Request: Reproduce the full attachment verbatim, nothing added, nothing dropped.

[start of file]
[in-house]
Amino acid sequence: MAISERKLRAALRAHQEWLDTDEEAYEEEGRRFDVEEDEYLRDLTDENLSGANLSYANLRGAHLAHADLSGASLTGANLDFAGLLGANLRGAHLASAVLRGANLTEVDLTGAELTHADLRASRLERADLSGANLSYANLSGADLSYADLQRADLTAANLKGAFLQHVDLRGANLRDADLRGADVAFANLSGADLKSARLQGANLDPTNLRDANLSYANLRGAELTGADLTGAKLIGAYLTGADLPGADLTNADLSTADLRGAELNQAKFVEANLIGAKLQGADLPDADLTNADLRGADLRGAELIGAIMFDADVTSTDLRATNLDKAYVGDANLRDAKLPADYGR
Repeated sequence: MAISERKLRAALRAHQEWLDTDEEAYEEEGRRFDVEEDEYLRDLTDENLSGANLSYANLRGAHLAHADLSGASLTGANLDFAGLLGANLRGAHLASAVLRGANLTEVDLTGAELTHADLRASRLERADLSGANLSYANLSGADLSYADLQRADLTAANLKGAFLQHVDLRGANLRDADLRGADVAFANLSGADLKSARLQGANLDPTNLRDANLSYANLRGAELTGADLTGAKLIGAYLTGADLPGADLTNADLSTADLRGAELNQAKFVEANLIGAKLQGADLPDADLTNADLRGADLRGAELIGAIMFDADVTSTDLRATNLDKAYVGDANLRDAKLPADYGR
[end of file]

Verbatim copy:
[in-house]
Amino acid sequence: MAISERKLRAALRAHQEWLDTDEEAYEEEGRRFDVEEDEYLRDLTDENLSGANLSYANLRGAHLAHADLSGASLTGANLDFAGLLGANLRGAHLASAVLRGANLTEVDLTGAELTHADLRASRLERADLSGANLSYANLSGADLSYADLQRADLTAANLKGAFLQHVDLRGANLRDADLRGADVAFANLSGADLKSARLQGANLDPTNLRDANLSYANLRGAELTGADLTGAKLIGAYLTGADLPGADLTNADLSTADLRGAELNQAKFVEANLIGAKLQGADLPDADLTNADLRGADLRGAELIGAIMFDADVTSTDLRATNLDKAYVGDANLRDAKLPADYGR
Repeated sequence: MAISERKLRAALRAHQEWLDTDEEAYEEEGRRFDVEEDEYLRDLTDENLSGANLSYANLRGAHLAHADLSGASLTGANLDFAGLLGANLRGAHLASAVLRGANLTEVDLTGAELTHADLRASRLERADLSGANLSYANLSGADLSYADLQRADLTAANLKGAFLQHVDLRGANLRDADLRGADVAFANLSGADLKSARLQGANLDPTNLRDANLSYANLRGAELTGADLTGAKLIGAYLTGADLPGADLTNADLSTADLRGAELNQAKFVEANLIGAKLQGADLPDADLTNADLRGADLRGAELIGAIMFDADVTSTDLRATNLDKAYVGDANLRDAKLPADYGR